x Abu Dhabi, UAEThursday 18 January 2018

Hedblom wins the hard way

A week ago in Holland's KLM Open, Peter Hedblom went from being the third-round leader to losing in a play-off.

GLENEAGLES // A week ago in Holland's KLM Open, Peter Hedblom went from being the third-round leader to losing in a play-off. The Swede was again in the lead here yesterday morning, only this time he succeeded in finishing things off, winning by a shot from Martin Erlandsson. He holed a nasty four-footer at the 17th for par, and an equally unappetising three-footer for his five up the long 18th. That done, he thumped the air in sheer relief. "It was unbelievable, I drew confidence from last week and I did it," he said.

This was Hedblom's third win on the European following on from the 1996 Moroccan Open and the 2007 Malaysian Open title. It was the most lucrative of the trio, earning him a £233,330 (Dh1.39million) cheque on top of last week's £134,000. Hedblom, 39, was only just through the turn when Erlandsson, who was up until yesterday in danger of losing his tour card, posted a record-breaking, 10-under-par 62.

The heartbeats were mounting on the 35-year-old Erlandsson as he turned in 30 and followed up with three more birdies to make it seven in a row. Cameramen and crowds were converging on him, while his name had moved to the top of the leaderboard. It was a lot to take in. One moment he was thinking that he might win the tournament and, the next, a small voice inside was suggesting that things could take a turn for the worse.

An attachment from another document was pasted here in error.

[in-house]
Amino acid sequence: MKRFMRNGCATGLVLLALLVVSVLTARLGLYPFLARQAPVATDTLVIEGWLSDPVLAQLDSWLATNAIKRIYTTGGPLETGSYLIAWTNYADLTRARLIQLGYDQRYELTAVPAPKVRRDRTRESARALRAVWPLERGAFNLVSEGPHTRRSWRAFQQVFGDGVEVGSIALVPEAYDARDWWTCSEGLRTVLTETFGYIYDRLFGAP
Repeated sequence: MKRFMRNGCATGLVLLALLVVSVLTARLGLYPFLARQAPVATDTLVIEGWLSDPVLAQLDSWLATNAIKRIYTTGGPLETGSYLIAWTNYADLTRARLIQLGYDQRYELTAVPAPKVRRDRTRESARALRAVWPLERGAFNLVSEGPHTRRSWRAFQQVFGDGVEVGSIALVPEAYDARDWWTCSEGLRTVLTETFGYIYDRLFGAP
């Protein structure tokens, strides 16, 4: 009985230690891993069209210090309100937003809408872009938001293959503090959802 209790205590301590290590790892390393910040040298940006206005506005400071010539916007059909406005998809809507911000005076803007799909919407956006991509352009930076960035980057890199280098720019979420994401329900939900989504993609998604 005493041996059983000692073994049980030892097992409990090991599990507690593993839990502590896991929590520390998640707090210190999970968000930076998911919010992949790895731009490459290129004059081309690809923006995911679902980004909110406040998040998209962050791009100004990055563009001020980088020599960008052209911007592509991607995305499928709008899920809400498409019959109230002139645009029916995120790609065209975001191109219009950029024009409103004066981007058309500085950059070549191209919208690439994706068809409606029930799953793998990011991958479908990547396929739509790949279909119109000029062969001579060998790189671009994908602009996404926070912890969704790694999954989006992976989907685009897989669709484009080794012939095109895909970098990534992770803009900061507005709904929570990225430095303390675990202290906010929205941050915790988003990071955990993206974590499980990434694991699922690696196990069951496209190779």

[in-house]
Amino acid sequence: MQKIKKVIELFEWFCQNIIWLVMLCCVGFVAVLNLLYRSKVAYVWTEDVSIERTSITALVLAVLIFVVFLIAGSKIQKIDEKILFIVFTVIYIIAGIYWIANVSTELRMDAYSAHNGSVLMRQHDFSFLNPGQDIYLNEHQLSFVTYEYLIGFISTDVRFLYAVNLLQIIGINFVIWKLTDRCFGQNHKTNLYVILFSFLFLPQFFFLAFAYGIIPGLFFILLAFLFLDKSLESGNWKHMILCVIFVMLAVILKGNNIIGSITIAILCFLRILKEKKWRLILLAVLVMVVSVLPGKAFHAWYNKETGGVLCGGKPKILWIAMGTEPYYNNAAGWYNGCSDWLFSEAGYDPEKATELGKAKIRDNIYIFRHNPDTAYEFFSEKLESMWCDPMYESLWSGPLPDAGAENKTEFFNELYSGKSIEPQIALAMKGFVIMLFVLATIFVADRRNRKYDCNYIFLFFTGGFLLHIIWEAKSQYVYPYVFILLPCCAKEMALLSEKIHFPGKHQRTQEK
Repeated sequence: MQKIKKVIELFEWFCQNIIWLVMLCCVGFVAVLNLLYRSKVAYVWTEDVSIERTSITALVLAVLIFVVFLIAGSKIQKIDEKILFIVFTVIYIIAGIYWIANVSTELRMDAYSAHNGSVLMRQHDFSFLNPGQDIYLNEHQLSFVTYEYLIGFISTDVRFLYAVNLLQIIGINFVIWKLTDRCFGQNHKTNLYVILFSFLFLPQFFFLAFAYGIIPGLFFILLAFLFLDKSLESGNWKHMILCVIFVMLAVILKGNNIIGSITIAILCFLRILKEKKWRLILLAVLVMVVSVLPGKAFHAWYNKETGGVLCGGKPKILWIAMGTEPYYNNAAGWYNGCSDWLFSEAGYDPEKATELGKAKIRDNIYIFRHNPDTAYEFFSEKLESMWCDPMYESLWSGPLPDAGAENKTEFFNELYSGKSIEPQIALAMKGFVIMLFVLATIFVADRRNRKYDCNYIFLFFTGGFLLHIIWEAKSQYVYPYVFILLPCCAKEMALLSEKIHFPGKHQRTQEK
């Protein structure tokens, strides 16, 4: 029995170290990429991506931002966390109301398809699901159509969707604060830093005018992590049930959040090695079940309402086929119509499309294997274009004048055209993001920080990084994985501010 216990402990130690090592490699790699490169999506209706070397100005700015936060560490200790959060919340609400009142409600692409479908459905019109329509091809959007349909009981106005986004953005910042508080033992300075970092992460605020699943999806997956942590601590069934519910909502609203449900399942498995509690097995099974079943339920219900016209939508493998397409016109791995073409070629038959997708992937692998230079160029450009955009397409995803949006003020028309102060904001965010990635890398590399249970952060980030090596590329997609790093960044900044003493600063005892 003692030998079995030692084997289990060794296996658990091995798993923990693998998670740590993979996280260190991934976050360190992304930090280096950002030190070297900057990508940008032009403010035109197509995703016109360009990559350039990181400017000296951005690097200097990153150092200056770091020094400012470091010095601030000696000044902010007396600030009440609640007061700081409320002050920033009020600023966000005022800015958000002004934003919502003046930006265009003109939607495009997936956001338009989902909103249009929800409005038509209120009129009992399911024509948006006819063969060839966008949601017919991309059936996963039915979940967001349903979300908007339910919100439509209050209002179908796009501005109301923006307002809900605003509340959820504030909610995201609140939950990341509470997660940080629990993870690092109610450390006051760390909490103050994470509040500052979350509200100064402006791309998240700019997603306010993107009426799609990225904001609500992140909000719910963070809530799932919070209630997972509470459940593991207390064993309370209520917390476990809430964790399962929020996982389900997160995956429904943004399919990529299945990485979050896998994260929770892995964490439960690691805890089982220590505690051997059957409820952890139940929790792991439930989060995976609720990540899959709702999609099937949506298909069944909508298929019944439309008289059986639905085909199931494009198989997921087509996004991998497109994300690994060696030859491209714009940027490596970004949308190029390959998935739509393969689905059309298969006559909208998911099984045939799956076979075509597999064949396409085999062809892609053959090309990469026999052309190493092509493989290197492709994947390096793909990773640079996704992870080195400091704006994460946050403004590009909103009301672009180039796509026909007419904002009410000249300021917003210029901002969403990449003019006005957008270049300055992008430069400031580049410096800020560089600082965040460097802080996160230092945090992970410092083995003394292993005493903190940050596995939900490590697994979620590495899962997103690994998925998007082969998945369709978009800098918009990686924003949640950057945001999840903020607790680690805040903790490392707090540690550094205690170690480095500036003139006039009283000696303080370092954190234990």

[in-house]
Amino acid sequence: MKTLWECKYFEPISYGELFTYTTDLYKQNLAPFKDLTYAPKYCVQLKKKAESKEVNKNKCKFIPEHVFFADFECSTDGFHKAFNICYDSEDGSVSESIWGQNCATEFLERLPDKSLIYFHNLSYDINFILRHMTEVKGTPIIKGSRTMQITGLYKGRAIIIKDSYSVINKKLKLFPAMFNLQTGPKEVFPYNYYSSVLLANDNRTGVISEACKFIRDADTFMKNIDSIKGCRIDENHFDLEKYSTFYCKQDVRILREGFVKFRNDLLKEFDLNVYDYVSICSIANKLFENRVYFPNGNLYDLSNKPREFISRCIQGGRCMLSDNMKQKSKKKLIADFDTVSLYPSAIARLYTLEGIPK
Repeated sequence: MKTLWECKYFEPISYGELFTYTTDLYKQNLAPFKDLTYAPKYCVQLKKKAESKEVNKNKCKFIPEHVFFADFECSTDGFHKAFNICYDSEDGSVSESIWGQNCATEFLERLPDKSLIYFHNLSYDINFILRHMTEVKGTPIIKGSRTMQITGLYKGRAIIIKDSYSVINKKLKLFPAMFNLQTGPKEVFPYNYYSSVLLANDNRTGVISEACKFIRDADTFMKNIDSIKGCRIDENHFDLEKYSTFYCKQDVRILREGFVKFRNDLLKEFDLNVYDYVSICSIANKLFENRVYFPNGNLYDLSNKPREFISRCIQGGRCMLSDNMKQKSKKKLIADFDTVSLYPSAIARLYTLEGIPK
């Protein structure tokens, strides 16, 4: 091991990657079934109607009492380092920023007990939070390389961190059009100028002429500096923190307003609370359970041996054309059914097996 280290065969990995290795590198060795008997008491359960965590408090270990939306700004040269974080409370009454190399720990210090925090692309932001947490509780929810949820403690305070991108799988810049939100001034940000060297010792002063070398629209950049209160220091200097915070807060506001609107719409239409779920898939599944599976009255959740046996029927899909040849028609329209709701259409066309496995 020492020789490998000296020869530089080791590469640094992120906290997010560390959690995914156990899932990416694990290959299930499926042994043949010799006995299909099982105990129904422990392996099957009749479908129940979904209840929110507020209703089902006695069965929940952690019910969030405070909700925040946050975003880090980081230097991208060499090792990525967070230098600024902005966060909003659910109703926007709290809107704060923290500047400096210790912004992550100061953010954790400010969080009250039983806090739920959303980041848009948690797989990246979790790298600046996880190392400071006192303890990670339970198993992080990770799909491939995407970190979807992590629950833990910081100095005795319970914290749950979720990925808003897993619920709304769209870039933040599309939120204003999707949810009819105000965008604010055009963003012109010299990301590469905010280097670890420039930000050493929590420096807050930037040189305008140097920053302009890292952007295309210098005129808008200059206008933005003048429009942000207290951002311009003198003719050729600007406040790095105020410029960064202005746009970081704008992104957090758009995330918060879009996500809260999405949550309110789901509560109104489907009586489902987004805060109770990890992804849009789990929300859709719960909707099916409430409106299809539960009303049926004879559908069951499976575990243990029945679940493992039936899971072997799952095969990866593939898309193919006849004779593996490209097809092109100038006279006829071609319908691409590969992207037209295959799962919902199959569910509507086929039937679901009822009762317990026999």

Caught between the two extreme ends of thought processes as the pressure grew, he dipped into the sessions he has been having with his Swedish psychologist, a former hurdler. He worked on the advise of focusing his mind on anything other than golf. Instead of making a big thing of watching the ball, he studied his thumb. "I was looking at my thumb and wondering how it looked," he said. "I was also trying to look at a tree or somebody in the audience to keep my mind at peace," Erlandsson said later.

After two holes of steering his shots, he recaptured "the right feeling" for the last four holes, grabbing his tenth and final birdie at the par-three 17th. Waiting in the clubhouse, he saw Hedblom miss from seven feet for a par at the 15th hole and the two were level. Thoughts of a play-off faded however when Hedblom bagged the birdie he needed on the 16th to get back to the winning score of 13-under. Hedblom said: "I thought last week was, but this was harder.What a round Martin played - I couldn't believe it and he should have won."